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I'm trying to find a formula for calculating $n$ such that $GCD(n, p) = 1$ and $GCD(n, q) = 1$, given the numbers $p$ and $q$. I also need it to have a linear time (O(n)) implementation i.e equally complex for big or small values of $p$ and $q$. That means no prime factorization, or just finding a prime greater than $q$ and $p$

q and p are arbitrary positive integer numbers

Is this possible? If not, why? I've tried to work it out myself/searching for it, but I don't really know where to start.

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  • $\begingroup$ I assume by "formula" you mean not using the using prime factorisation of p anf q and choosing a prime not in either list? $\endgroup$ – Andrew May 28 '16 at 12:24
  • $\begingroup$ Just choose a prime larger than both of them. Or did you want your formula to have some special properties? $\endgroup$ – lulu May 28 '16 at 12:25
  • $\begingroup$ I added it to the question. But something that can run in linear time when implemented. I.e does not take any longer for big values for $q$ and $p$ $\endgroup$ – SomeNorwegianGuy May 28 '16 at 12:29
  • $\begingroup$ And, just to be clear, $p,q$ are arbitrary? (usually in number theory $p,q$ denote primes but I doubt that you mean that). You aren't supposing that $p,q$ are relatively prime or anything, right? $\endgroup$ – lulu May 28 '16 at 12:33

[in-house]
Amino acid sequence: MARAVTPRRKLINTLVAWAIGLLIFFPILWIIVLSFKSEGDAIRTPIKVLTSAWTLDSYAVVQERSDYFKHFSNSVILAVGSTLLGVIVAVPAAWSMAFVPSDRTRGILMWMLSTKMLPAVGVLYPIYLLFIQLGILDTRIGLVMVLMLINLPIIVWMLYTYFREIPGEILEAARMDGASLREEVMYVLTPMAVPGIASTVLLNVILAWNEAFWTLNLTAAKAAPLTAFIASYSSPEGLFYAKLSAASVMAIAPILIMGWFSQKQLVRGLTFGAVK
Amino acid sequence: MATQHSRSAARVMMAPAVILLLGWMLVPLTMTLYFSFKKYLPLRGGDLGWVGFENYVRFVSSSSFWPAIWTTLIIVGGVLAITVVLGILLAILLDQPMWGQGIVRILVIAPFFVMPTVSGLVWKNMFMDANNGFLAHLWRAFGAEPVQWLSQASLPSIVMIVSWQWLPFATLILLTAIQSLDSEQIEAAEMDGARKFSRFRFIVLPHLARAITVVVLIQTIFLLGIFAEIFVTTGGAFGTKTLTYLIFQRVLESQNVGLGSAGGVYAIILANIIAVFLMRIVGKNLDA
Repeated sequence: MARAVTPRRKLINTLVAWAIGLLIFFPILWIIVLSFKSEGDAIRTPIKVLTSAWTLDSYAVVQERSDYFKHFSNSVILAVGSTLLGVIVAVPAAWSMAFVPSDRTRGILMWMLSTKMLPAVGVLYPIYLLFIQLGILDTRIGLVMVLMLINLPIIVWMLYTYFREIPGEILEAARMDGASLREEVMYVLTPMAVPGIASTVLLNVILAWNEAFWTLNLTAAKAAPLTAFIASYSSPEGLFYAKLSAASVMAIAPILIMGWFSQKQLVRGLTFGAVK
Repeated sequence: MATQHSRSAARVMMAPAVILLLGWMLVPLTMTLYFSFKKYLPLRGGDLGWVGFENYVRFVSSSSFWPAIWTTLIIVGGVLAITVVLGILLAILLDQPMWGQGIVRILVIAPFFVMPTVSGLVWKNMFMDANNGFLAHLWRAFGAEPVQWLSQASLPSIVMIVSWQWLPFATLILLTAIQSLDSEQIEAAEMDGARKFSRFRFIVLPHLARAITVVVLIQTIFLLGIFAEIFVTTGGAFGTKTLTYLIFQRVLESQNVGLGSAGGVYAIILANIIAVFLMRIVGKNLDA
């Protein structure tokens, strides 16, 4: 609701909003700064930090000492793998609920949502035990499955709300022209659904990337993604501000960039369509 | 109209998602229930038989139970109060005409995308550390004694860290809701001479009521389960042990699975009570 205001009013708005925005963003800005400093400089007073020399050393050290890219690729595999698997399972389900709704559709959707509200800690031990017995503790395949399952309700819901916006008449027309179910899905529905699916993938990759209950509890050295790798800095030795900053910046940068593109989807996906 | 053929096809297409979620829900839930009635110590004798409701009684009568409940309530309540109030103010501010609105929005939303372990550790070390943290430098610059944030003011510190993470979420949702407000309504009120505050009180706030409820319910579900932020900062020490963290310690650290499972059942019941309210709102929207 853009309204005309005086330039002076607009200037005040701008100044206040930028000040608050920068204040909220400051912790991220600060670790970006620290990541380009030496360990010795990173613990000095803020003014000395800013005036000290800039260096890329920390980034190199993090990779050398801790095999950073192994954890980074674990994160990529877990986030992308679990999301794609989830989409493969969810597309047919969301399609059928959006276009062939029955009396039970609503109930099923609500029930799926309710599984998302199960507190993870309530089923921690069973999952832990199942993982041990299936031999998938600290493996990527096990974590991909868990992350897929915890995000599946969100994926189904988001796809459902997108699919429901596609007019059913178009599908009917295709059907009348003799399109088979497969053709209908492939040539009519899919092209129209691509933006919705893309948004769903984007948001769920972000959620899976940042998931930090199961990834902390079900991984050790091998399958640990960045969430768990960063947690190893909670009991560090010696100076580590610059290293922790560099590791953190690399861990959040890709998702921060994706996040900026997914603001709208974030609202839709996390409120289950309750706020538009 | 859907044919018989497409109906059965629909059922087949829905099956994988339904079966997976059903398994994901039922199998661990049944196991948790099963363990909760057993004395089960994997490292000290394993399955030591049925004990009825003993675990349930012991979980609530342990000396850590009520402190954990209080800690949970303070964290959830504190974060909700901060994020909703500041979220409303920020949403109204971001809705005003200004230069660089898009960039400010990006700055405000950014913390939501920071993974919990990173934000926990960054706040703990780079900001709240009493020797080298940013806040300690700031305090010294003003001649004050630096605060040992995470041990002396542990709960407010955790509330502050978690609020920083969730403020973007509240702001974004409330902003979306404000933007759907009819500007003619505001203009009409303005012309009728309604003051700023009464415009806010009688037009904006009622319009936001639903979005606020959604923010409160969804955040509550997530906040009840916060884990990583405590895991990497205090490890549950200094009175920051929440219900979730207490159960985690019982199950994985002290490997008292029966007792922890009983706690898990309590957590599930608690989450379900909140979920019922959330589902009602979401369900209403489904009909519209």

• $\begingroup$ Oh, sorry for the confusion. No, p and q are arbitrary. $\endgroup$ – SomeNorwegianGuy May 28 '16 at 12:36
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I think most of these work: $n=p\cdot q + 1$. Or you could try $n=1$. Or Or $n=p!\cdot q!+1$. For a linear-time algorithm, iterate over the numbers $2\ldots \log max(p,q)$. There is necessarily a number which is coprime to both $p$ and $q$, if they are larger than $2$.

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  • $\begingroup$ @lulu Thanks, I noticed it. Also $\frac{p\cdot q}{gcd(p,q)}$ doesn't necessarily work. $\endgroup$ – Lieuwe Vinkhuijzen May 28 '16 at 12:46

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